As shippers seek new fuel and equipment options, one of the more significant challenges to IMO 2020 compliance will be the impact to their credit lines.
United Nations’ International Martine Organization (IMO)’s mandate, known as IMO 2020, requires the global industry to lower carbon emissions by 3 percent. Shippers are currently searching for answers to compliance, including how to source the new fuel and onboard new suppliers and/or equipment. However, a significant challenge to IMO 2020 compliance will be the impact upon their credit line, and a risk analytics-based approach can help organizations on the demand side learn how their credit profile will change and what effect it will have on their business.
IMO 2020 presents new challenges to shipping companies and their credit lines. New fuels, e.g. very low sulfur fuel oil and marine gasoil, could cost significantly higher depending upon a variety of factors, including port and region, and will change under the various scenarios. A risk analytics-based approach can illustrate these scenarios and provide evidence for additional working capital, which shippers can use to negotiate better terms with their suppliers.
Shippers need to complete this three-step process, which will help to establish a strategic response to IMO 2020:
1. Develop current state understanding
By understanding their current credit lines from fuel oil/gas oil suppliers, shippers can evaluate the four strategic options available for IMO 2020 compliance—very low sulfur fuel oil, marine gasoil, new or refit scrubbers, and LNG (reduced Sox, Nox, and PM emissions liquefied natural gas)—and assess their current receivables and payment terms.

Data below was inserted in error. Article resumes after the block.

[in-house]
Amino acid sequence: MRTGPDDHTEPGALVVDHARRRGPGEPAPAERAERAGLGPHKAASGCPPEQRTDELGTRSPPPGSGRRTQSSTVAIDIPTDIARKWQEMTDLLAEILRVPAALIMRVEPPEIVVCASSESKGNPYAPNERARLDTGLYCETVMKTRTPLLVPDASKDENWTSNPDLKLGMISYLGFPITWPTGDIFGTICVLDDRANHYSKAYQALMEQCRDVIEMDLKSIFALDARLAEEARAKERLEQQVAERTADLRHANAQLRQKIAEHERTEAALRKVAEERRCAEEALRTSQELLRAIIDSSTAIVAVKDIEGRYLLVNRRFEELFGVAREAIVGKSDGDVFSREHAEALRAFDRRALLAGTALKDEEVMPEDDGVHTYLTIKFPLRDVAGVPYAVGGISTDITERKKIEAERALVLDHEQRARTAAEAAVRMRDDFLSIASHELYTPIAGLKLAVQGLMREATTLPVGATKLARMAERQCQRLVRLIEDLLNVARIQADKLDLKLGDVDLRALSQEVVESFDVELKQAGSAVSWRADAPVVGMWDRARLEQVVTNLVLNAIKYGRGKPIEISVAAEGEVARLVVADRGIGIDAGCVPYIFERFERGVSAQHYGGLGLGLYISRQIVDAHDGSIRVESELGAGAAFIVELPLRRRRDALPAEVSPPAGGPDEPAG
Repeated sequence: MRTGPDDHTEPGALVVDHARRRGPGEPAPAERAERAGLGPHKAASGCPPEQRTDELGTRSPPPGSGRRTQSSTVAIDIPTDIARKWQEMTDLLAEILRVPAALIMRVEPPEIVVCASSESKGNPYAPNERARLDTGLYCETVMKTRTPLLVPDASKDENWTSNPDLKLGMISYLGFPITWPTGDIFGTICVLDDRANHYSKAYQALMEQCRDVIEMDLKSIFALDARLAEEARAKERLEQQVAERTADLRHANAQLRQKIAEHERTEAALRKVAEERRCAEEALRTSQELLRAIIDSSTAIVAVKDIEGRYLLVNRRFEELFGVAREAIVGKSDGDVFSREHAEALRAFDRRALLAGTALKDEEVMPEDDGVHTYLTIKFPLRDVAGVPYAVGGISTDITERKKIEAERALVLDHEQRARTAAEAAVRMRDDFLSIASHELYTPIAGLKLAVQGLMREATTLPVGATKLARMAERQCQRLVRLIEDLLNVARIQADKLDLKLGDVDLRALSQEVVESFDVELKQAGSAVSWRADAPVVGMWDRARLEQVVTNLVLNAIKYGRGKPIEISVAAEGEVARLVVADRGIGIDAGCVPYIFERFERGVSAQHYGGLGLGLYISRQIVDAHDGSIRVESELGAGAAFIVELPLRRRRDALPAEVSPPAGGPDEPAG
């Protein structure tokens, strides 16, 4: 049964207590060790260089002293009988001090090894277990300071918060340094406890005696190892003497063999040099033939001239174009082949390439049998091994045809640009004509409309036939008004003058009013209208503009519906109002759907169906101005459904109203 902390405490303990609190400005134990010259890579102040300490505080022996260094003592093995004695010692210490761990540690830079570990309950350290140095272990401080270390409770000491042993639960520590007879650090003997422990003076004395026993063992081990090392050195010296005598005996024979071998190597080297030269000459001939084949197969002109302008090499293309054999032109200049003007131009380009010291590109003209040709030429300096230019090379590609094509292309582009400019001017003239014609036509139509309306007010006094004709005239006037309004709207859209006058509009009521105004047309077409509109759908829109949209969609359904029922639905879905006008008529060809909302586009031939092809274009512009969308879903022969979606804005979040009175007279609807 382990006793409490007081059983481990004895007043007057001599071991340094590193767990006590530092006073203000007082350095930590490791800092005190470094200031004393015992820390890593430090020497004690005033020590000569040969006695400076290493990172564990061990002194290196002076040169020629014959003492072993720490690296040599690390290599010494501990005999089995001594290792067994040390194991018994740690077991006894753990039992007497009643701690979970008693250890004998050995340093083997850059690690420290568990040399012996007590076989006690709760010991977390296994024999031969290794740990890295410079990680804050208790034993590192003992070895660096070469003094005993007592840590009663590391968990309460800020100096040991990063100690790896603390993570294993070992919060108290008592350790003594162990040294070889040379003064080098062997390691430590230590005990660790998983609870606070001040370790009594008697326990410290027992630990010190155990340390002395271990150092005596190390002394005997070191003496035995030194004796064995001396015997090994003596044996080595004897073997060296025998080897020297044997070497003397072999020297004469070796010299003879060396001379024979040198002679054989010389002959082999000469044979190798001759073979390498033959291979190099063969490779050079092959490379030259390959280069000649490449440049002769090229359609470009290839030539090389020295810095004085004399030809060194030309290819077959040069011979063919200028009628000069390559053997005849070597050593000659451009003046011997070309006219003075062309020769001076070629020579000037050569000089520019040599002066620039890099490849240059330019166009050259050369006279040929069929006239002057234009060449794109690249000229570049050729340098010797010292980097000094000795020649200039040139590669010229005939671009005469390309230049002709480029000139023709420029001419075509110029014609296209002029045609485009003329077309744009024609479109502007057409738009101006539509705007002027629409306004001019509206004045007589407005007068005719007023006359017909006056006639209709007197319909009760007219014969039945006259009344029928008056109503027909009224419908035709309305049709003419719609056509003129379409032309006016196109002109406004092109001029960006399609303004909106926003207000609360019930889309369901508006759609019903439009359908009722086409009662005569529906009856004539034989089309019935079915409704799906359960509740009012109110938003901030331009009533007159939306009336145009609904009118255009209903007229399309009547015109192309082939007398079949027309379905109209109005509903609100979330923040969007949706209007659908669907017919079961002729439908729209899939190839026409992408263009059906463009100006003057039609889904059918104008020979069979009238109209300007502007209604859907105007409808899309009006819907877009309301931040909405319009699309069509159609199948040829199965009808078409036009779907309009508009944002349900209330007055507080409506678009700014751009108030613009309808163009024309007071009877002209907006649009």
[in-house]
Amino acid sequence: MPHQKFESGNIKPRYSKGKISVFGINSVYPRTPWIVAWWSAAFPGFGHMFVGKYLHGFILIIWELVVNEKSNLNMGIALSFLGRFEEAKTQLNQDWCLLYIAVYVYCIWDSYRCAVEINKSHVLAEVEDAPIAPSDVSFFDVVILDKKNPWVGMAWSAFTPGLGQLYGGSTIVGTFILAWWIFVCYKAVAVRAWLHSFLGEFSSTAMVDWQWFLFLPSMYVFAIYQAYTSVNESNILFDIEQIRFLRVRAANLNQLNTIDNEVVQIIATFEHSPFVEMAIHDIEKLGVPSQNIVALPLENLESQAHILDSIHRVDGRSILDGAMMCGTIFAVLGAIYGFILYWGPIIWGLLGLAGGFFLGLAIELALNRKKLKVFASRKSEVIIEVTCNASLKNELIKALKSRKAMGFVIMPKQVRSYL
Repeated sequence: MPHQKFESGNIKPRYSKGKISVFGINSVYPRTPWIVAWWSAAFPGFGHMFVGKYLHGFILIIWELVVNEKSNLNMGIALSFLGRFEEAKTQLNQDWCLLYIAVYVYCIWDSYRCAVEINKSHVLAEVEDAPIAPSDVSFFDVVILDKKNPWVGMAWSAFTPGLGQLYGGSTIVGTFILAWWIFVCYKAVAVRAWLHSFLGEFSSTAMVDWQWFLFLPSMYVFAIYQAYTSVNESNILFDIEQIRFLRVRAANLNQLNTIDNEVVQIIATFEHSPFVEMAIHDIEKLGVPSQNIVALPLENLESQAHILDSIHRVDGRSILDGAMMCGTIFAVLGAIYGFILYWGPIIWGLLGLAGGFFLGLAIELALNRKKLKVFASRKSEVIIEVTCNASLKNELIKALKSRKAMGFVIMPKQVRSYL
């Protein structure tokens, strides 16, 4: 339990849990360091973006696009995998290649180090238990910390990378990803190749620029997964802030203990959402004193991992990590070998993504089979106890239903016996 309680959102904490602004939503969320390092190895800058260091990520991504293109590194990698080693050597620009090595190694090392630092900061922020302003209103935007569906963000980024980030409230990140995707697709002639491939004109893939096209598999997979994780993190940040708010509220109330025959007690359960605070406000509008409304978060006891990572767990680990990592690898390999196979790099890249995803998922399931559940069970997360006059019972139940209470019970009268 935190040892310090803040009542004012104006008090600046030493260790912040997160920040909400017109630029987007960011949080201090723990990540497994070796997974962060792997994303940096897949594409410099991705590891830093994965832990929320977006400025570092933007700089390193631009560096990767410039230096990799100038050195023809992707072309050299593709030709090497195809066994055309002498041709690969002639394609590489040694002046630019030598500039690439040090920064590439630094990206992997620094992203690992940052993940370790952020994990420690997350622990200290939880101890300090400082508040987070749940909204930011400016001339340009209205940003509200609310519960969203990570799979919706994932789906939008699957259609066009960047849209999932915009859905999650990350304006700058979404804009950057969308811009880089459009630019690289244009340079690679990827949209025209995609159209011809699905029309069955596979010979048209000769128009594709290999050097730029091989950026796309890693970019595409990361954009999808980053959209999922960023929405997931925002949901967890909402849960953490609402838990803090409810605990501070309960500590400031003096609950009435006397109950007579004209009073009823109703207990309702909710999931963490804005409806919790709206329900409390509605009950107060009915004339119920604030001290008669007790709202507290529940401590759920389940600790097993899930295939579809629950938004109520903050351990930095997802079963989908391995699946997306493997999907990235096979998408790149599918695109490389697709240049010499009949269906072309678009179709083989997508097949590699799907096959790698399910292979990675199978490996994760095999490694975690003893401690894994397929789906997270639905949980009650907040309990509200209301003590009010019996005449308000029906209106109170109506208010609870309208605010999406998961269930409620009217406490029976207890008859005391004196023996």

2. Model future-state impact
Forecasting future-state fleet characteristics, such as scrubber installs, deployment plans, new builds, and fuel capability, etc., can help create models for a future-state product mix, assess impact on receivables and understand the need for increased credit/increased credit risk.
3. Develop strategic response
With enhanced credit, e.g. credit lines, volume, payment terms and collateral, shippers can begin to formulate their strategic response by leveraging supplier relationships, meeting vessel needs, lowering the risk of fuel supply disruption, reducing working capital and optimizing credit capacity.
Through a risk analytics-based approach, clients can decide where they need to be, what they need to do, how they need to get there, and how to get started with IMO 2020 compliance. Models reveal how to optimize assets, routes, refueling, and pricing, so clients can increase efficiencies and reduce risks and costs.
While United Nations’ International Martine Organization passes new regulations, implementation resides with the individual ports. This process creates opportunity for regulatory or compliance arbitrage. While U.S. regions require vessels to meet a 0.1 percent sulfur standard (higher than IMO 2020’s mandate)1, and Denmark and Norway plan to use sniffer drones, some ports may not enforce the mandate as strictly as others. This can lead to companies using noncompliant fuels in other parts of the world.
However, a risk analytics-based approach provides the necessary insight to develop an effective response to IMO 2020. KPMG’s Risk Analytics’ professionals can help with a dedicated data and analytics team using Bloomberg technology and tailor-made models to enhance the benefits of the four strategic options for shippers. We can help transform your business to comply with IMO 2020 and find opportunities to gain a competitive edge.
Begin by visiting “How do you use analytics insights to drive action today?” to explore how risk analytics can help to tackle key IMO 2020 implications, including bunker price changes, the shift from price to service/solution providers, and new equipment.
Find out how refiners are meeting IMO 2020 compliance in “IMO 2020: Key implications and risks to the supply side.”